Tracy Walker obit

Tracy Walker

A Wilkes County man who served for about 30 years as an elected official died Monday at Wake Forest Baptist Medical Center in Winston-Salem.

R. Tracy Walker, 82, of Wilkesboro was a Wilkes County commissioner for 18 years (1978-1996), Wilkes Board of Education member from 1972-76 and represented Wilkes and other counties in the N.C. House of Representatives from 2001-08.

Walker was a member of the Wilkes Community College Board of Trustees at the time of his death after being appointed by the Wilkes school board in 2016. He attended the Oct. 10 WCC Board of Trustees meeting.

“His footprint will forever be on Wilkes County. It will never be erased,” said Gerald Lankford about Walker. The two served together on the Wilkes school board, WCC board and for many years as county commissioners.

Lankford said Walker was strong-willed and hard to sway from what he believed, but also listened to what others had to say. As chairman of the county commissioners from 1984-86 and 1990-91, Walker “was awfully good about giving everyone a chance to have their say.”

Lankford added, “Tracy was a good friend and such a servant of the people. He would do anything he could for someone and he was so honorable…. Many politicians have their own interests at heart, but he put the interests of the people of this county and state first.”

Gene Brookshire said he knew Walker as a “fine commissioner with the people’s interests at heart” from when they served together as county commissioners.

Brookshire said Walker was well-liked by his co-workers at Chatham Manufacturing Co. in Elkin, “which says a lot about a person because those are the people who see you every day.”

Walker retired from CMI Holdings Inc. (formerly Chatham Manufacturing) in 1999, spending much of his 32-year career there as human resources manager. Earlier, he handled upholstered furniture sales.

“For over 30 years, Tracy Walker was an integral part of Chatham Manufacturing Co.,” said Lucy Chatham Shaw, who was the company’s vice president, corporate secretary and board vice chairman.

Shaw added, “A committed employee, he was always there to help weather the bad times, and celebrate the good.  He was quick to let you know he was from Wilkes County, which he liked to say was ‘the best place on earth.’ Tracy worked diligently to improve the lives of all. He will be greatly missed.”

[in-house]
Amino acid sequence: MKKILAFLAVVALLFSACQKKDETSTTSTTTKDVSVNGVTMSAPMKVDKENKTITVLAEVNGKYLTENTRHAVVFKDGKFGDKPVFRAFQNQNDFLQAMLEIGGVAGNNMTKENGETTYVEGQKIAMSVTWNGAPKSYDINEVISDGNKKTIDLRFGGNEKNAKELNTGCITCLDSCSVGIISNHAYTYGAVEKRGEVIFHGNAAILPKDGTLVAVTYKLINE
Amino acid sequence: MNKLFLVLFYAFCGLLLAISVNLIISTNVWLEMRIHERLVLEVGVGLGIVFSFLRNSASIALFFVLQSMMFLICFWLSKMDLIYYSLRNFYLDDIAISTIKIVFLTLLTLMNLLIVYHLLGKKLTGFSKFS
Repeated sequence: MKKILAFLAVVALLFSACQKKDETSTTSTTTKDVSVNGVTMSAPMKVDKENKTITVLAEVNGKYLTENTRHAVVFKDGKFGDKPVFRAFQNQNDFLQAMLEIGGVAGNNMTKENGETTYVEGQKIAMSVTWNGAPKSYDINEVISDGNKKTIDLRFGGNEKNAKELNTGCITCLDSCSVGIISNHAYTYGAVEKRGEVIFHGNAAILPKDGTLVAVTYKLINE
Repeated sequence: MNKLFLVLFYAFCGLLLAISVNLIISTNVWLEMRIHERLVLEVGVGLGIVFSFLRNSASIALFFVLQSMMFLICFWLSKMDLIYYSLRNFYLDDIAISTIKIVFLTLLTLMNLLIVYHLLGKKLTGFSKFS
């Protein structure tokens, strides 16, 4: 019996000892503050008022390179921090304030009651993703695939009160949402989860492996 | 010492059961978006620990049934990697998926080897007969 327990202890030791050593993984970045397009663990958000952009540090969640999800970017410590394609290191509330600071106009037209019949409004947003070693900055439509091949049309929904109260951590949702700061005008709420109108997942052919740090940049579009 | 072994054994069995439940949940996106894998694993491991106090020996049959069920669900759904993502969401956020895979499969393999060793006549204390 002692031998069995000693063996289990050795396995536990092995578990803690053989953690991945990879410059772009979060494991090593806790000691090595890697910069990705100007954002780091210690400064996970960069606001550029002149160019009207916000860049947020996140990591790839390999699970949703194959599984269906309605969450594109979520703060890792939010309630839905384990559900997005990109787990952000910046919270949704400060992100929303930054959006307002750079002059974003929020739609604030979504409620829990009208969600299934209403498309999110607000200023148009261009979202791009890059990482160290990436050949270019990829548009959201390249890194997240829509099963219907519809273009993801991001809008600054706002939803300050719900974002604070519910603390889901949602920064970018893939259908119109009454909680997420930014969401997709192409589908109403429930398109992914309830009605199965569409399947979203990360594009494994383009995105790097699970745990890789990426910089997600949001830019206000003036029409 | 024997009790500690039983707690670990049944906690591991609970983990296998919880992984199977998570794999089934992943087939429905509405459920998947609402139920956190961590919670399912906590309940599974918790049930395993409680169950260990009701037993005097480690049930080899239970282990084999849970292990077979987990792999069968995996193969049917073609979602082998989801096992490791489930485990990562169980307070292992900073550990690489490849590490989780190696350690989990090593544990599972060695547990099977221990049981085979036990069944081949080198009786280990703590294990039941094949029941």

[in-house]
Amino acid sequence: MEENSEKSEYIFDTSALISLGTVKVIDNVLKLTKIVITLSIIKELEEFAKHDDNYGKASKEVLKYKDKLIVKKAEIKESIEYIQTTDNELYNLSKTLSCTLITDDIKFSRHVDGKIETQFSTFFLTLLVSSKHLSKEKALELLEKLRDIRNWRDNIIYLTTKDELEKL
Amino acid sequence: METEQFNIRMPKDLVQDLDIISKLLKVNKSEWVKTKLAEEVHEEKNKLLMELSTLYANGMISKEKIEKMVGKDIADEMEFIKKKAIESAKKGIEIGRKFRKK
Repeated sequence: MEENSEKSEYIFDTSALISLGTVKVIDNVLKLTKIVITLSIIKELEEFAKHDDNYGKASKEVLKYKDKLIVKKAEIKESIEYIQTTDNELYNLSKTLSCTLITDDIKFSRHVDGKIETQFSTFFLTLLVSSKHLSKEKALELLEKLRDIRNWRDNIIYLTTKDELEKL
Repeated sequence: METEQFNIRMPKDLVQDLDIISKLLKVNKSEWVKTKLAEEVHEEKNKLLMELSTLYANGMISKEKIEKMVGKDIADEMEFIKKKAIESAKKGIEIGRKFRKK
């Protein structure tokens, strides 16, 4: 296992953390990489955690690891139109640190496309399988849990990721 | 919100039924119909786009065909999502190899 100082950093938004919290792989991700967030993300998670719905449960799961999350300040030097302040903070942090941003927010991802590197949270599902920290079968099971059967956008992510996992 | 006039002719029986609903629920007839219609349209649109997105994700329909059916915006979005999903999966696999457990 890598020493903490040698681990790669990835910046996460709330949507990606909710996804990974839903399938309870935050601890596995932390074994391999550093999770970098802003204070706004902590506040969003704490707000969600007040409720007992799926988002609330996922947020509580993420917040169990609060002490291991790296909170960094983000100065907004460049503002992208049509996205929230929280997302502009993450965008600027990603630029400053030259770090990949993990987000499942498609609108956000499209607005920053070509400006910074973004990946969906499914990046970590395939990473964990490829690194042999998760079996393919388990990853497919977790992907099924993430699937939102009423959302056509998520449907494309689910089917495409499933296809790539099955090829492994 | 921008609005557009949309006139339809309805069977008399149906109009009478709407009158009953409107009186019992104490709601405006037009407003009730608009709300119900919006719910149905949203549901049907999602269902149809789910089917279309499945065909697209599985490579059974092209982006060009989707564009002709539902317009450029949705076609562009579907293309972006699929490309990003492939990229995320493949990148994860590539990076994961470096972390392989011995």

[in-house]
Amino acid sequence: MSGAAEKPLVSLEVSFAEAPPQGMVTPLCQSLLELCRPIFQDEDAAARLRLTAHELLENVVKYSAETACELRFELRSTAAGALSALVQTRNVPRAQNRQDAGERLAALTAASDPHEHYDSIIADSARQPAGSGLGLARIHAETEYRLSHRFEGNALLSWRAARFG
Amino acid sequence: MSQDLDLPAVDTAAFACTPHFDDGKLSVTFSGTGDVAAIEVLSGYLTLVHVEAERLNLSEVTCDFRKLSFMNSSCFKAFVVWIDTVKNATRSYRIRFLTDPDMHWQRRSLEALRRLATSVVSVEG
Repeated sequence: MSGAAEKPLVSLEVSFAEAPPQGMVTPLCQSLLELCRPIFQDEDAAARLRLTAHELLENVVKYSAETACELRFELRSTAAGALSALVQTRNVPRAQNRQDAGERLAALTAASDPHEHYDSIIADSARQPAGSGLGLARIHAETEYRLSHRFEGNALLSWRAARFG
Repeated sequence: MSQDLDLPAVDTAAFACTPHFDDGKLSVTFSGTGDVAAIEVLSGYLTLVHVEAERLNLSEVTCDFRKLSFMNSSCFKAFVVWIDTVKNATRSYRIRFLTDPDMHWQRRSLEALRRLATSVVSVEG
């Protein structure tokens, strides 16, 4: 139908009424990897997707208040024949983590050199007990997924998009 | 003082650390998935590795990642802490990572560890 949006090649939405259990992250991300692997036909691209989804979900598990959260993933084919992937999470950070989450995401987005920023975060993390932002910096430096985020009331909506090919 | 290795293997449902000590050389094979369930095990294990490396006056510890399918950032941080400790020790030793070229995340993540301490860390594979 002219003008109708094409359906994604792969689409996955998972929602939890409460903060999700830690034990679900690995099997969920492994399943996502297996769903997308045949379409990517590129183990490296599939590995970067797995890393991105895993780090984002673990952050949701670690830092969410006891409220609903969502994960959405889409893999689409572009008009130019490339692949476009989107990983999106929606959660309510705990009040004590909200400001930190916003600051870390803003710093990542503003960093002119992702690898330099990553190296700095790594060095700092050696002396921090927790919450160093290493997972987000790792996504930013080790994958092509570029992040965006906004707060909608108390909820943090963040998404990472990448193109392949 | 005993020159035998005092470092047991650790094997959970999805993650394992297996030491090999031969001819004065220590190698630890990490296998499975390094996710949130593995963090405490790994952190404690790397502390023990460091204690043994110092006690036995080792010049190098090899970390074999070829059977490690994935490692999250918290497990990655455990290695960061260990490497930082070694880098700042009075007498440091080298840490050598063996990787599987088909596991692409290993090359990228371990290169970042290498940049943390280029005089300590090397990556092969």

Shaw led a stockholder group that tried unsuccessfully to outbid a Denmark-based firm for ownership of Chatham in 1988.

Walker was a county commissioner most of the time Cecil Wood was Wilkes County manager (1986-1995) and Wood remembered Walker for being a peacemaker on the board, as well as for being his friend.

“He cared for people and he wanted to make things better for everybody – and he was willing to take a hard stand if he had to.”

Wood first knew Walker when he helped with youth football while Wood was in elementary school. Wood also knew Walker from his involvement with North Wilkes High School athletics when Wood was a student there. Walker was the first president of the North Wilkes High Athletic Booster Club.

The son of a Baptist preacher, Walker was raised in the Oakwoods community and was a standout football player at Wilkes Central High School. He graduated from Wilkes Central in 1955, served in the U.S. Air Force (in Air Force Security) from 1955-59 and attended Wilkes Community College.

Bill Anderson, chairman of the Wilkes County Republican Party for many years, said Walker made his mark on Wilkes in elected government positions. He was a member of the Wilkes County GOP Executive Committee from 2001-08. Anderson added that Walker was a good family man and his good friend.

“Tracy was his own man. When he was in the House, it didn’t sit too well with him when they tried to gerrymander him out of his own district. They were going to take a bunch of Wilkes away from him and he successfully fought it,” said Anderson, in high school with Walker but a few grades ahead of him.

He said Walker was well prepared for whatever the situation and presented himself well as a statesman. “He could cross party lines and work well with others. If not for the Democrats (voting for him) he probably would have lost some elections.”

Walker was board chairman of the Northwestern Regional Housing Authority from when it was created in 1979 until 1984. The Boone-based authority oversees low-income housing in Wilkes, Allegheny, Ashe, Avery, Mitchell, Watauga and Yancey counties. Ned Fowler, the authority’s executive director since its creation, said Walker helped Northwestern get through many challenges in the early years.

Walker also chaired the Region D Council of Governments from 1988-1990, was a member of the Wilkes County Economic Development Board from 1999-2004, was a founding member of the Mountain View Medical Center and the Blue Ridge Water Association and was a charter member of Mountain View Ruritan Club.

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